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NEWARK, NJ - JULY 19: President/CEO/General Manager Lou Lamoriello of the New Jersey Devils addresses the media after introducing Peter DeBoer (not pictured) as the new head coach of the New Jersey Devils at a press conference on July 19, 2011 in Newark, New Jersey. (Photo by Andy Marlin/Getty Images) Lou Lamoriello.

2012 stanley cup playoffs

Lou Lamoriello Wasn’t a Fan of the Devils’ ‘No Blue’ Campaign

You may recall that, earlier this week, the Devils launched a campaign called "No Blue" to discourage their fans from selling tickets for Eastern Conference Finals games in Newark to Rangers fans, who have a history of invading the Prudential Center when the teams meet. The page on the team's website describing the campaign has since been taken down, but not before it was discussed and/or mocked by various outlets. (SportsNet has a screenshot of a portion of the original page.) Will there be plenty of Rangers fans in the building tomorrow afternoon? Almost certainly. But the Devils got the attention they wanted by posting it to their website in the first place. Among those who took notice: team president and general manager Lou Lamoriello. He did not approve.

"Every fan should feel safe coming to games here," said Lamoriello, via the Daily News. He also explicitly said he didn't like the team's campaign. Also from the News:

“I was very disappointed, very disappointed personally, when I heard about that,” Lamoriello said of the campaign. “It is my understanding that that is no longer out there.”

Of course, nothing in the campaign suggested that Rangers fans wouldn't be safe wearing their colors to the Prudential Center. The News article mentions that "Newark has long fought the stereotype of a dangerous city" — and brings up Barry Melrose's "Don’t go outside if you have a wallet or anything else" comment from 2007 — but we don't think that's what Lamoriello is talking about here. He's not so much making a comment on the safety of Newark as much as he's making the point that Rangers fans shouldn't have to worry about excessive abuse from Devils fans (even though nobody was suggesting they should worry about it, nor was the campaign suggesting they might want to worry about it). Perhaps he's just playing it safe — making sure Devils fans don't get any ideas, and also making sure to present the Prudential Center experience as a perfectly safe one. Or maybe he'd simply prefer that his organization not do anything to further stoke the flames of an already-intense rivalry between nearby fan bases. Either way, we'll note that plenty of seats are still available on the secondary market.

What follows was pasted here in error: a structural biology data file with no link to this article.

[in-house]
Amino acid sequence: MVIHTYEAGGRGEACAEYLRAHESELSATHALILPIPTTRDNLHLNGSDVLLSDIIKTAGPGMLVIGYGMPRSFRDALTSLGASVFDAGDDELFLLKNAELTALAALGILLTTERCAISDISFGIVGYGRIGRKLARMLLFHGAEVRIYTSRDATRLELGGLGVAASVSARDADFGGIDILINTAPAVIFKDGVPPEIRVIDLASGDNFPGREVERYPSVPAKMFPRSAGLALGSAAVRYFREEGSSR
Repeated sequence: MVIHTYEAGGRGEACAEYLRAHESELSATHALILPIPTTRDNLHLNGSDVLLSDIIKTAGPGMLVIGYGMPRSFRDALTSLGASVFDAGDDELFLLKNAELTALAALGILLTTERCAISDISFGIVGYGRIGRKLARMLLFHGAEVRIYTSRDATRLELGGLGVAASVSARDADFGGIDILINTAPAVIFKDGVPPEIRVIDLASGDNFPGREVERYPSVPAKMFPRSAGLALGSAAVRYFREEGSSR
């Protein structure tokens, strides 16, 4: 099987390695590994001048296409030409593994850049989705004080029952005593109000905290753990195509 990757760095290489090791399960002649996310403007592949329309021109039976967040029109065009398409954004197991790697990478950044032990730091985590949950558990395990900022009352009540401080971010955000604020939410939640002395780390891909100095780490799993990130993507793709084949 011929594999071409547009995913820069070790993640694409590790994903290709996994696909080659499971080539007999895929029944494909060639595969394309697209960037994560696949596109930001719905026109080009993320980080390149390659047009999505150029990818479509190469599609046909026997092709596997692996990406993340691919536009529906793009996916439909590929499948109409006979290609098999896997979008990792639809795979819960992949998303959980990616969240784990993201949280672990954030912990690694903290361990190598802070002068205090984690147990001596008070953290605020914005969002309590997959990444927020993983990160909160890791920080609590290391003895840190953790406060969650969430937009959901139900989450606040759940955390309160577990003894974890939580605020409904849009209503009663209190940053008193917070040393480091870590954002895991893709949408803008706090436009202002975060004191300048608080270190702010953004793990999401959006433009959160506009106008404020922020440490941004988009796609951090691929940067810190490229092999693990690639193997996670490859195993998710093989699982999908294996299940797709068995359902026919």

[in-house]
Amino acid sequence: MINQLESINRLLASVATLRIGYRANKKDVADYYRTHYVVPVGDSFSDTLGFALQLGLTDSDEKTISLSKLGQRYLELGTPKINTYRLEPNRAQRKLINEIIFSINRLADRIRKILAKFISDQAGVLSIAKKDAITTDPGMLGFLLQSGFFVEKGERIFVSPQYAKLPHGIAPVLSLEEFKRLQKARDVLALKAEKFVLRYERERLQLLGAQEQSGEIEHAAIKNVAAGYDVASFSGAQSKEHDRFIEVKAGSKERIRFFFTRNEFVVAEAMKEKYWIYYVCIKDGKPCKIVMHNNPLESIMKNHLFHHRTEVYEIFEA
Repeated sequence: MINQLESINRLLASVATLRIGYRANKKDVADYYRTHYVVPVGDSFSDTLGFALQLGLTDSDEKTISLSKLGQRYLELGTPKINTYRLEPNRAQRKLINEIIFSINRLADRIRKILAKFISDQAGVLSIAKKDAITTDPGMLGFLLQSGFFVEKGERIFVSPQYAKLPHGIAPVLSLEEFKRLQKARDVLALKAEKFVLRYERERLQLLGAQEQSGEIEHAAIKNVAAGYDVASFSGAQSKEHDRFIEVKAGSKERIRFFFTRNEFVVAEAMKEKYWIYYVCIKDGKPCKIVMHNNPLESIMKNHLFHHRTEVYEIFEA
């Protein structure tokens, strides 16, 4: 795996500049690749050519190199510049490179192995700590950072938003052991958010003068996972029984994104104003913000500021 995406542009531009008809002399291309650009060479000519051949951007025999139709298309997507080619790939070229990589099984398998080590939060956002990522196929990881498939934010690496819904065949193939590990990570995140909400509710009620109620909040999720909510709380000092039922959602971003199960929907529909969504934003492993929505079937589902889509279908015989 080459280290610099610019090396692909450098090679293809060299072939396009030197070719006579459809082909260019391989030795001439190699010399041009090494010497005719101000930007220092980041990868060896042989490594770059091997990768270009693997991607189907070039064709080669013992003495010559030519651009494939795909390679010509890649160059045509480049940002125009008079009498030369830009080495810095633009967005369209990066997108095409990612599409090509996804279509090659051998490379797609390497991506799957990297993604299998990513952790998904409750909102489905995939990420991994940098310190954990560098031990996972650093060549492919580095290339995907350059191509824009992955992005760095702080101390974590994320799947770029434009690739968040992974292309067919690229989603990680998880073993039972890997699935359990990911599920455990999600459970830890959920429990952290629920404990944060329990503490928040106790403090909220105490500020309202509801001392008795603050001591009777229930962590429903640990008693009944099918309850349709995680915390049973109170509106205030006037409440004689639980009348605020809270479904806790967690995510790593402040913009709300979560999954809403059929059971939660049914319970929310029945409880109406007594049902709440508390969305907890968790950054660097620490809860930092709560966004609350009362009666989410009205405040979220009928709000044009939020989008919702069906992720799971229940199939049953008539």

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Photo: Andy Marlin/Getty Images